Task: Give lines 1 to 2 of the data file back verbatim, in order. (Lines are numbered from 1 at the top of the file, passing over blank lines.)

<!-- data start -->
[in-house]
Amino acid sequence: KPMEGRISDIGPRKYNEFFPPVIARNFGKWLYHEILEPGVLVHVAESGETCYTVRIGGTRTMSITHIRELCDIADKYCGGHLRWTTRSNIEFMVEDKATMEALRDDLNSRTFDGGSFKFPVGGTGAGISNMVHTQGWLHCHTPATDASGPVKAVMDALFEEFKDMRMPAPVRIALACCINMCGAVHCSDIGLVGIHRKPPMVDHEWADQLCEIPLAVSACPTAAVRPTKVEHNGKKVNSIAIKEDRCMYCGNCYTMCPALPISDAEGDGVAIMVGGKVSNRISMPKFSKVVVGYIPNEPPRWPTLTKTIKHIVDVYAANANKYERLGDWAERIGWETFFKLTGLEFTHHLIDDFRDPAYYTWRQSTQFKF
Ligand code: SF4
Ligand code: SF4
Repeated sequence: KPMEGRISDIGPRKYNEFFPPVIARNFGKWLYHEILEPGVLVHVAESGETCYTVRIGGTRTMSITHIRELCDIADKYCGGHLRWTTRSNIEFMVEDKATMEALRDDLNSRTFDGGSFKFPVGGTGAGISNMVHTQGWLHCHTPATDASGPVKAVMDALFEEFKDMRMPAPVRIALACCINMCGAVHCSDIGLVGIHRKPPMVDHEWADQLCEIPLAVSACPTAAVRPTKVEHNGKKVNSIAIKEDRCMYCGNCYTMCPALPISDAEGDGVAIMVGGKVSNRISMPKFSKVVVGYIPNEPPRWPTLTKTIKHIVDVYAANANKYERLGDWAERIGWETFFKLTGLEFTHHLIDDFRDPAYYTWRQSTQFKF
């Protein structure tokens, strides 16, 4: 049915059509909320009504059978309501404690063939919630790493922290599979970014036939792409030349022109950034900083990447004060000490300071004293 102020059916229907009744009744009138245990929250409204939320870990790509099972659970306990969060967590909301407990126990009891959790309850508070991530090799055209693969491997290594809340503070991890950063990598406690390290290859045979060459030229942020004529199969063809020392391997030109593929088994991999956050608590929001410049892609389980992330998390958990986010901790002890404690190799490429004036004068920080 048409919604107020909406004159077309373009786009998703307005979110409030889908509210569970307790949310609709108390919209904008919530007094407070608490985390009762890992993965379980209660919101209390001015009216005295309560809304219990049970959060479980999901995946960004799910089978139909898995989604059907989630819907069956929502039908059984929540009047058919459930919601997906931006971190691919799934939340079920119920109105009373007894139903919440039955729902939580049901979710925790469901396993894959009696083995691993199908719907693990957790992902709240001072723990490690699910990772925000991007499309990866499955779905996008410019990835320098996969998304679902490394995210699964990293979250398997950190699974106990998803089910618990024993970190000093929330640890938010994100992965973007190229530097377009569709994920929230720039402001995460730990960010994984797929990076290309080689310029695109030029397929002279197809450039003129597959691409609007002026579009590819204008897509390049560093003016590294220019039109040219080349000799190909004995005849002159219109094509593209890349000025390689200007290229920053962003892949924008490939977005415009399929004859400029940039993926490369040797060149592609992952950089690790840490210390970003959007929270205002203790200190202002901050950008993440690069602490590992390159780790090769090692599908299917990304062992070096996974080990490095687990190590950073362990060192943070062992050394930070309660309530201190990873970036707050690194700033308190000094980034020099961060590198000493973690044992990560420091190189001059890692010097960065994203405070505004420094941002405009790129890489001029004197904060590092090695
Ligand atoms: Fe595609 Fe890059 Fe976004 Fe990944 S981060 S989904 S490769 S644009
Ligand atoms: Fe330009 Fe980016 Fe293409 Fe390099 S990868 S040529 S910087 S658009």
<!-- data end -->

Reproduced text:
[in-house]
Amino acid sequence: KPMEGRISDIGPRKYNEFFPPVIARNFGKWLYHEILEPGVLVHVAESGETCYTVRIGGTRTMSITHIRELCDIADKYCGGHLRWTTRSNIEFMVEDKATMEALRDDLNSRTFDGGSFKFPVGGTGAGISNMVHTQGWLHCHTPATDASGPVKAVMDALFEEFKDMRMPAPVRIALACCINMCGAVHCSDIGLVGIHRKPPMVDHEWADQLCEIPLAVSACPTAAVRPTKVEHNGKKVNSIAIKEDRCMYCGNCYTMCPALPISDAEGDGVAIMVGGKVSNRISMPKFSKVVVGYIPNEPPRWPTLTKTIKHIVDVYAANANKYERLGDWAERIGWETFFKLTGLEFTHHLIDDFRDPAYYTWRQSTQFKF